During my freshman and sophomore years, as I was trying to plan out my time at Syracuse, I really struggled with whether or not to study abroad. I had made a great group of friends at school and we were all really excited about living together in our first apartment for junior year. I was worried about what I would miss out on if I was away from campus for a semester. Also, there weren’t as many iSchool classes that I could take abroad as some other programs, and I didn’t want to fall behind on my degree requirements. It was important to me to find a way to get the full study abroad experience without missing any time at Syracuse. Soon I discovered, after a visit to the abroad office on campus, that Syracuse offers a wide range of summer programs to students at both their international SU centers and at their world partner institutions.
I found the perfect opportunity in a six-week program at the University College Dublin during the summer between my freshman and sophomore year. UCD is one of Syracuse’s world partner universities. This means that although I took UCD classes with UCD professors, my classes abroad would count for credit when I got back to campus. Often studying abroad at a school unassociated with your home college requires a lot of paperwork and approvals from administration in order to get your credits transferred (and it can be hard to determine which classes your college will actually approve before you sign up for them.) Syracuse’s world partners program however made it really easy for me to transition back to campus in the fall.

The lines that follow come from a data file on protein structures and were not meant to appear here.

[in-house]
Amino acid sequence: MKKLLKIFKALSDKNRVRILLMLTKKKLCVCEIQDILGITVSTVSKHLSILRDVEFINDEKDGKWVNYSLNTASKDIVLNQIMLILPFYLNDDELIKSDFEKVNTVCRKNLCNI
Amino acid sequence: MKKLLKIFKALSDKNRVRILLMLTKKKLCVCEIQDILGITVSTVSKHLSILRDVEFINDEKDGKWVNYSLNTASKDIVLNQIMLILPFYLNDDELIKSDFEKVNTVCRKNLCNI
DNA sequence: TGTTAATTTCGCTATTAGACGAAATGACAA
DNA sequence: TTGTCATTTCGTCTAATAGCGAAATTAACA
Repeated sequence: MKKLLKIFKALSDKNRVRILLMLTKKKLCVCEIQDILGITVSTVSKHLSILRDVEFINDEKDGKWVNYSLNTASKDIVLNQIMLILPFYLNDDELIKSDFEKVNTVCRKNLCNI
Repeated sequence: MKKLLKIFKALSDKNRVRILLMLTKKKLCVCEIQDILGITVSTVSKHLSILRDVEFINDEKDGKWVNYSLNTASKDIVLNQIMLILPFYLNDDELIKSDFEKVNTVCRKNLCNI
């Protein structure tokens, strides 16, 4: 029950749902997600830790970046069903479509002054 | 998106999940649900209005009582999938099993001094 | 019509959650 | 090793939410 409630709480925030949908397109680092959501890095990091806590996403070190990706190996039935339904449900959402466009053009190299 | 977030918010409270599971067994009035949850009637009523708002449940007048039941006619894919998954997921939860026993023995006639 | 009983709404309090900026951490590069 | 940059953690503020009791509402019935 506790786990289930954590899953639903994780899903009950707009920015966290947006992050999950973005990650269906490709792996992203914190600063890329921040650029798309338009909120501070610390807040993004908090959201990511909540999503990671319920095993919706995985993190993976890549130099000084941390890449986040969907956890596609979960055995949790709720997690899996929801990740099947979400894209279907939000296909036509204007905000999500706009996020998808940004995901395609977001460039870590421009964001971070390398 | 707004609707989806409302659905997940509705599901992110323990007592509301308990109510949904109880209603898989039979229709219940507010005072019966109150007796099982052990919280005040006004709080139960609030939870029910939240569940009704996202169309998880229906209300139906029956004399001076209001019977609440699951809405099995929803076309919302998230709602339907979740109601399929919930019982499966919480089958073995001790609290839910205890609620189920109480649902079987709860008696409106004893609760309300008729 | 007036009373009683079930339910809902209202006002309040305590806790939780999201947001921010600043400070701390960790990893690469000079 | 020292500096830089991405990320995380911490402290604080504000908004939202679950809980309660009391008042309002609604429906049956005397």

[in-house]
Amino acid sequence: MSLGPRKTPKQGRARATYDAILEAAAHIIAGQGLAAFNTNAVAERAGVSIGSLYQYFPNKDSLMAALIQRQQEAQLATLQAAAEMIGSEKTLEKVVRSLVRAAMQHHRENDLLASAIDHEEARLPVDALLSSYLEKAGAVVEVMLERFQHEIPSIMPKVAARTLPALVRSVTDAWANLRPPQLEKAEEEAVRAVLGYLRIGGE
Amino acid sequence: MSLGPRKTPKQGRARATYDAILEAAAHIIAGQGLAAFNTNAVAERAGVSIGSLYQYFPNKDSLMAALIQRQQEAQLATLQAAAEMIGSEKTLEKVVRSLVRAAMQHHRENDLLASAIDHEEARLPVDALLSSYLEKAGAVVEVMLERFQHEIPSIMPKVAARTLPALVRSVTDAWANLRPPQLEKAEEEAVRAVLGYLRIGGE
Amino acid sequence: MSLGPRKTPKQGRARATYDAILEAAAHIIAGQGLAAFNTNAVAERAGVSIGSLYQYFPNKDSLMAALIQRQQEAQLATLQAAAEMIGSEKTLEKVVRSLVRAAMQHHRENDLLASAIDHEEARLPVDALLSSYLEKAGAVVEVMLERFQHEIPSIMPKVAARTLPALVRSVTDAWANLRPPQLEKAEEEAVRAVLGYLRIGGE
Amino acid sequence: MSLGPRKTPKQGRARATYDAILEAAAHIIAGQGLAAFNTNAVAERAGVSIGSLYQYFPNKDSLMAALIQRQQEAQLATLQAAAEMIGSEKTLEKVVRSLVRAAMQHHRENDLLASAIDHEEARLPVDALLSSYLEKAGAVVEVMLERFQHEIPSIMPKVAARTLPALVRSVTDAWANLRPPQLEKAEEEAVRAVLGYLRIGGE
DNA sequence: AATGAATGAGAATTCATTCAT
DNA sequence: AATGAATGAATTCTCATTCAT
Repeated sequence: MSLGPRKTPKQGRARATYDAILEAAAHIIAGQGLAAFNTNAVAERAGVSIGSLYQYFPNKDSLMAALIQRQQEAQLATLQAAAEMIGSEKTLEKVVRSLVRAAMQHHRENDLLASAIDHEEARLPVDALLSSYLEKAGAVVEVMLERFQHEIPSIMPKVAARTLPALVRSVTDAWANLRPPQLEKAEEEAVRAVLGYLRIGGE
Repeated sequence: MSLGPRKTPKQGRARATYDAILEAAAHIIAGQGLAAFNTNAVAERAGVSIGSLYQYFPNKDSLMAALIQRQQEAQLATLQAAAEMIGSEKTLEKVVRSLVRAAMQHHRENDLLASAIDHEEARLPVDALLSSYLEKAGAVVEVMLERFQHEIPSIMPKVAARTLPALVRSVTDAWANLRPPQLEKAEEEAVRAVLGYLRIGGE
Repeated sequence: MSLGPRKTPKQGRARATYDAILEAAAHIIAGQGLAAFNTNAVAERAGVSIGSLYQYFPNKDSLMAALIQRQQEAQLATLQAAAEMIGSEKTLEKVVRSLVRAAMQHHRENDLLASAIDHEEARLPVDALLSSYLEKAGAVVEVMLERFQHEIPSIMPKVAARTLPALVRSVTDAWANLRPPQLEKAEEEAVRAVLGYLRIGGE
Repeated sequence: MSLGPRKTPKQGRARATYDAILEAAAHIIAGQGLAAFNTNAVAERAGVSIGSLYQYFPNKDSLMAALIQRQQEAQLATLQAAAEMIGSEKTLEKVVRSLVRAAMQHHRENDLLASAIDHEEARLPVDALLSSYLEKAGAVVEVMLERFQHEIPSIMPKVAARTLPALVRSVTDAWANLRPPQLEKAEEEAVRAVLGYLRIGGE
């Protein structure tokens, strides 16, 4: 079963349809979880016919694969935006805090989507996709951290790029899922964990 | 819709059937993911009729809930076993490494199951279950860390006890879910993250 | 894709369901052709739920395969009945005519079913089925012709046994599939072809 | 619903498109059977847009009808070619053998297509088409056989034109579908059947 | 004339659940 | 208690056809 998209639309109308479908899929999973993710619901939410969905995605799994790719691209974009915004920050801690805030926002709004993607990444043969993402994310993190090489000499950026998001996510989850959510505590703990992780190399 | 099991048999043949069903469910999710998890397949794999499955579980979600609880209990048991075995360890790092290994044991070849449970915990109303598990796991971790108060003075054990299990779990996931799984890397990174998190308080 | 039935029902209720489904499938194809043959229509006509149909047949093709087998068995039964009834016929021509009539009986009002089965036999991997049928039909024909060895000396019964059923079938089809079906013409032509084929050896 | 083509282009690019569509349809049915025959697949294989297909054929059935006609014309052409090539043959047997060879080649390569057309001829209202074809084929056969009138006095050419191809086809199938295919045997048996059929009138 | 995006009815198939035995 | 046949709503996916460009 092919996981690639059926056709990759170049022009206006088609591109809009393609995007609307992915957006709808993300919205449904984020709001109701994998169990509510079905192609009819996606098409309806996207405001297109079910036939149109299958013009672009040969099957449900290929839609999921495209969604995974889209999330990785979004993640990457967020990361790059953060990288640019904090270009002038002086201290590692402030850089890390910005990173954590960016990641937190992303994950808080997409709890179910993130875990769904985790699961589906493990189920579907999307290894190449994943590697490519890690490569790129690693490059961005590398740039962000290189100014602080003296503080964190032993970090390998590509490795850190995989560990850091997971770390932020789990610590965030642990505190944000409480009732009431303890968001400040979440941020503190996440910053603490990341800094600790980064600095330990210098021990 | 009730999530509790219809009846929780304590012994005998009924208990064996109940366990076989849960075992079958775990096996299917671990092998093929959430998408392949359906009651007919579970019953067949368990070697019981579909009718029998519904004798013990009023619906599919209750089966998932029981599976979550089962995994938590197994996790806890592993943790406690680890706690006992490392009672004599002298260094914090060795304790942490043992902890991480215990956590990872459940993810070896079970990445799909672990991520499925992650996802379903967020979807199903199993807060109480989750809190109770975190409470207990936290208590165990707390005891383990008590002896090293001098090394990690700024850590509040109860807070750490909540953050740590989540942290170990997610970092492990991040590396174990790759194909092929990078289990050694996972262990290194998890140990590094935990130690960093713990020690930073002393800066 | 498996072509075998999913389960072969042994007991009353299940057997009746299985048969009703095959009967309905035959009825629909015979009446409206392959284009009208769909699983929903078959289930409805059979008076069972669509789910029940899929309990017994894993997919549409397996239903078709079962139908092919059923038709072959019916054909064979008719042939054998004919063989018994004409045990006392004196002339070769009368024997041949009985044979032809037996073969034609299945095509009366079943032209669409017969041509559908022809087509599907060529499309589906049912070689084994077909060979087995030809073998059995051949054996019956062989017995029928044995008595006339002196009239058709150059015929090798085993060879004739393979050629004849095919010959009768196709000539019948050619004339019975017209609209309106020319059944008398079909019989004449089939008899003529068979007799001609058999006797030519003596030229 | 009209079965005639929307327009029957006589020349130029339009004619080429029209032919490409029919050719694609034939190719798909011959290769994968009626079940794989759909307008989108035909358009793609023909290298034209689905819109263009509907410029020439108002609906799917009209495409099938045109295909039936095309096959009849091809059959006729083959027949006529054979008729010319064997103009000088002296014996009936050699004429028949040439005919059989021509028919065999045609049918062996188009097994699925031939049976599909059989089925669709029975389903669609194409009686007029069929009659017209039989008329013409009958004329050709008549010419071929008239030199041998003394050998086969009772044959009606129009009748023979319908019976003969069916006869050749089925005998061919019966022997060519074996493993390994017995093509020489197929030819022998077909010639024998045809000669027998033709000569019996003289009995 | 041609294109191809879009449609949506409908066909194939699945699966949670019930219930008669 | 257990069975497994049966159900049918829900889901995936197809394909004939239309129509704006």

Although my major is Information Management and Technology, I also wanted to use my time abroad to learn more about my family’s heritage and culture in Ireland. My advisor directed me to a list of Irish history, language, and tradition classes that were already pre-approved to count towards my liberal arts requirements. I ended up taking an introduction to Gaelic class that was one of the best courses I’ve ever taken. It was so incredible to learn a language native to the country I was in, and to practice while exploring Ireland. Although I traveled to Dublin alone and did not know anyone I was studying with, I was able to quickly adapt to my new environment because of the overall friendliness and acceptance of the Irish students at UCD. I can honestly say that my experience abroad was everything I had hoped it to be and more. I found that when I returned to campus I had a new sense of independence that I wouldn’t have gained had I not taken the risk of moving somewhere brand new for an entire summer. Studying abroad and living in a different culture really helped me get a fresh perspective and gain valuable experiences unlike from anything I have done before.
Syracuse has an abroad program for everyone, no matter when or where they want to study! Start planning your international experience by exploring SU’s study abroad website.